Eye on EESI Research

Debbie Lambert (photo)

May 2017

Debbie Lambert does it all.

From organizing workshops and seminars, to greeting guests as they come through the doors and answering their questions, to ordering the supplies that keep the office running smoothly, Lambert has been a jack-of-all-trades for the Earth and Environmental Systems Institute.

Now, after more than 14 years with EESI and more than 22 with Penn State, Lambert is set to retire in June.

"I'm a little worried the plants won't get watered after I'm gone," she said with a smile.

Lambert wears many hats for EESI and is an invaluable member of the team, helping faculty, staff and visitors alike on any number or projects and in solving countless issues.

She is the unofficial face of EESI, and those who work closely with her quickly appreciate her good humor and her depth of knowledge about the institute.

Lambert worked at a number of positions at Penn State before coming to EESI, including the Department of Geosciences, where she was a staff assistant for now-EESI director Susan L. Brantley. Lambert was interested in working for EESI because of the new opportunities it presented.

"I thought there would be new opportunities," she said. "I really did like geosciences, and I really missed working with the students. But I really like my job here. I'm very happy with greeting people and helping people."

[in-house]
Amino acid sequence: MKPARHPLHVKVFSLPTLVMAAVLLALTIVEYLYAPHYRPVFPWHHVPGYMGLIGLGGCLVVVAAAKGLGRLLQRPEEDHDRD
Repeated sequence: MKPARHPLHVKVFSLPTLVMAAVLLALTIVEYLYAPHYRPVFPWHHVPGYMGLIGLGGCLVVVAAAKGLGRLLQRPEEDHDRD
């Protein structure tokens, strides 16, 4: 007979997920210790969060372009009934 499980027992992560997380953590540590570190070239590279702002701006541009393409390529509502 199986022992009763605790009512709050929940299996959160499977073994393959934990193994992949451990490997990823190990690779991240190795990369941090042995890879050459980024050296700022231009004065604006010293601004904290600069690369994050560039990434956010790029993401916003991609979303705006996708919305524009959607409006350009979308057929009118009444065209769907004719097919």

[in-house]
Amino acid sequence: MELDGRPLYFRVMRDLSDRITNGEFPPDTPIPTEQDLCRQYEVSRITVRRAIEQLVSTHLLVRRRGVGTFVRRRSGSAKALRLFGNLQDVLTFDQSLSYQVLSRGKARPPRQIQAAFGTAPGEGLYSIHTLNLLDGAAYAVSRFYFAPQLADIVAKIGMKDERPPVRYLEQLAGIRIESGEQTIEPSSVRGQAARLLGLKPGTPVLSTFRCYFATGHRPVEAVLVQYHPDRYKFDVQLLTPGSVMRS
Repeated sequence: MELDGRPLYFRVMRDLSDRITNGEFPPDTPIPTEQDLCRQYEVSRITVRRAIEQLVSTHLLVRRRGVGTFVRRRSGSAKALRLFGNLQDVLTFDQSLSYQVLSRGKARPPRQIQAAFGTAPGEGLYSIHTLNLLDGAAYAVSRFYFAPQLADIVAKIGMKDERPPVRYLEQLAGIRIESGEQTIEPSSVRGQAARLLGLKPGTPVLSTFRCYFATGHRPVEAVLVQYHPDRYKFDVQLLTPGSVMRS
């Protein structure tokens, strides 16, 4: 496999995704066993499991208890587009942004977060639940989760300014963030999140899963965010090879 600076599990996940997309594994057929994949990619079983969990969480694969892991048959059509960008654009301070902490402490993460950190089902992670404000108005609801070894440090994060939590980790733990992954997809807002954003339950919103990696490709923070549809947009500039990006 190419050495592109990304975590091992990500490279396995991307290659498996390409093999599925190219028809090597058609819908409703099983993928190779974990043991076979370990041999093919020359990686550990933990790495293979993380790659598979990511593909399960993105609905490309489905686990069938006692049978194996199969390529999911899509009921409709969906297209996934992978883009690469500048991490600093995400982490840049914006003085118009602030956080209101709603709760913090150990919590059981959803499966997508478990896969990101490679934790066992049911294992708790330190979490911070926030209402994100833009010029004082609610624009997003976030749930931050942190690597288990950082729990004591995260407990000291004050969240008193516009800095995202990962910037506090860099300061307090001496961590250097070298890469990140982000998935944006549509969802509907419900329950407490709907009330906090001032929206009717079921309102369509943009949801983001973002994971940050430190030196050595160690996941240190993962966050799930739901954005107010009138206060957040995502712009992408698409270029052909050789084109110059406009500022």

Coincidentally, Lambert was soon reunited with Brantley, who was appointed director of EESI. Brantley was replacing former director Eric Barron, who at the time had left the university but has since returned to become its president.

Lambert said she can now look back on how much EESI has grown since she started at the institute. "It was on a much smaller scale than what it is now," she said. "It's really grown since then."

Lambert credits the growth of EESI to Brantley's guidance and leadership.

"Sue Brantley has really been instrumental in that because she is really diverse in her research," Lambert said. "I think she has been a real attribute to EESI because she has brought so many different kinds of research here."

Lambert said she's proud of the work she's been part of at EESI, and said she will particularly miss interacting every day with her co-workers.

"I like all the people who I work with," she said. "The group we have now is really a great group. I'm going to miss the comradery we have."

In retirement, Lambert said she plans to spend time with family, including her daughter in Monroeville and her mother and sister in Williamsport. She also plans to help her husband, local photographer Bob Lambert, show his artwork at festivals across the state.

"But mainly what I plan on is just relaxing and enjoying life, enjoying my grandchildren," she said.